v Australia, 1995-96
Sri Lanka have played in higher-octane, better contested and far more watchable series, but for pure watershed value none has left its mark on the island’s cricket like this pre-World Cup thrashing in Australia. If Ranatunga had not been at the helm, things might have gone very differently; it was the kind of tour that can run teams aground.

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Outright Abuse — with Umpires as the Proverbial Monkeys

March 10, 2017

Hear no EVIL? See no Evil! 

What were the Umpires doing at this moment!!

 Merv Hughes vilifies Graeme Hicks and seeks to disturb his equanimity …..

look carefully at the Aussie supporters in Indian NOW and ,,,, you will see this bloke: An Aussie Legend !!

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Sri Lanka’s Golden Oldies of the 1970s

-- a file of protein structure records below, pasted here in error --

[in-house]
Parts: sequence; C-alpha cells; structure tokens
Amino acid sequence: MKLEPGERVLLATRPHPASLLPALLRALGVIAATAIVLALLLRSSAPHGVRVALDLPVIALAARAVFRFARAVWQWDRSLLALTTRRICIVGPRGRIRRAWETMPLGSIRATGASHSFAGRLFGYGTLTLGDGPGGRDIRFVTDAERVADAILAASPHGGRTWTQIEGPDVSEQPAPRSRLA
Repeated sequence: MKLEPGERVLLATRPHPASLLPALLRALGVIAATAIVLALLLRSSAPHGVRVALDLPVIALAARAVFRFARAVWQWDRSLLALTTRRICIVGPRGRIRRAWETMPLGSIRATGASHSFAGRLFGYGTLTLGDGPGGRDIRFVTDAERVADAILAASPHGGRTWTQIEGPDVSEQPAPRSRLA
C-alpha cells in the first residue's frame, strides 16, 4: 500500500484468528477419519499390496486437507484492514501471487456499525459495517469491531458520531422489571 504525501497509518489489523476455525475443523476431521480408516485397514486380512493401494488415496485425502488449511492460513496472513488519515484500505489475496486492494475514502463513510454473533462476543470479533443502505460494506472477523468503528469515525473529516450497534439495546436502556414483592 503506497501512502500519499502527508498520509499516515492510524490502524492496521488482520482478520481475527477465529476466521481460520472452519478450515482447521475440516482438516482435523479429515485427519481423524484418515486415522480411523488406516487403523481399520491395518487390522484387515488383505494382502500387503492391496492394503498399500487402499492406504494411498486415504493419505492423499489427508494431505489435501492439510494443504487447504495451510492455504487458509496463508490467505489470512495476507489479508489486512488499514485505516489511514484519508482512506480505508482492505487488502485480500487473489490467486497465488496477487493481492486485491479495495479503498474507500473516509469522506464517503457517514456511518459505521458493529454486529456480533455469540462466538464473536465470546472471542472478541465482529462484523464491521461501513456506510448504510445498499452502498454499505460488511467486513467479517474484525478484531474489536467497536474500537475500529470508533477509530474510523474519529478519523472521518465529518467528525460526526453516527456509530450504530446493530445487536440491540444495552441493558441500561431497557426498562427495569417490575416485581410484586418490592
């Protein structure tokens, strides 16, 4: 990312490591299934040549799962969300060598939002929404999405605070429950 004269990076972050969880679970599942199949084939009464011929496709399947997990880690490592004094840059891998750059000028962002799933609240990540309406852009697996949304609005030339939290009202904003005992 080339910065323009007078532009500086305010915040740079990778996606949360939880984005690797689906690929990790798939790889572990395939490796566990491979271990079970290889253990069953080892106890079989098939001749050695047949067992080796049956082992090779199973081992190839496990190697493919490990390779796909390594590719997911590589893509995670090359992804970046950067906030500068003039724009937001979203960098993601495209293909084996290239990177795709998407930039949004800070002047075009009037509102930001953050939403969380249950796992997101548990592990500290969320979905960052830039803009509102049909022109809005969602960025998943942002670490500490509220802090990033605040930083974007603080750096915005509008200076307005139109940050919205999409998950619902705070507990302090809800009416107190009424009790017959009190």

December 30, 2016

Sankaran Krishna, in ESPNcricinfo, December 2016 where the title is  “Sri Lanka’s pre-Test glory days”

Of late, it seems India play Sri Lanka in some form of cricket just about every other month. These matches, especially one-dayers, have little charm and no one really remembers anything much about them. Sri Lankan cricketers have suffered from over-exposure in India, which is such a pity when you think of the soft caress of Mahela Jayawardene’s strokeplay or the elegance of Kumar Sangakkara, to mention just two of their finest.
sunil-in-full-flow  Sunil Wettimuny bats against Australia in the 1975 World Cup, before he was forced to retire hurt, courtesy Thommo © Getty Images
There was a time, back in the 1970s, when cricketers from Sri Lanka were exotic and rare creatures, who created quite an impact on schoolboys like me in Madras. We caught a glimpse of them during the annual MJ Gopalan Trophy (thankfully now revived after a long hiatus), which pitted the Sri Lankans against the Tamil Nadu state team. The matches were three-day affairs and often keenly contested. And there was the unofficial two-Test series between a near-full-strength Indian team in its pomp and the Sri Lankans in early 1974. Though India won 1-0, the home team more than held their own.

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Murali chats with Ishara about his Life in Cricket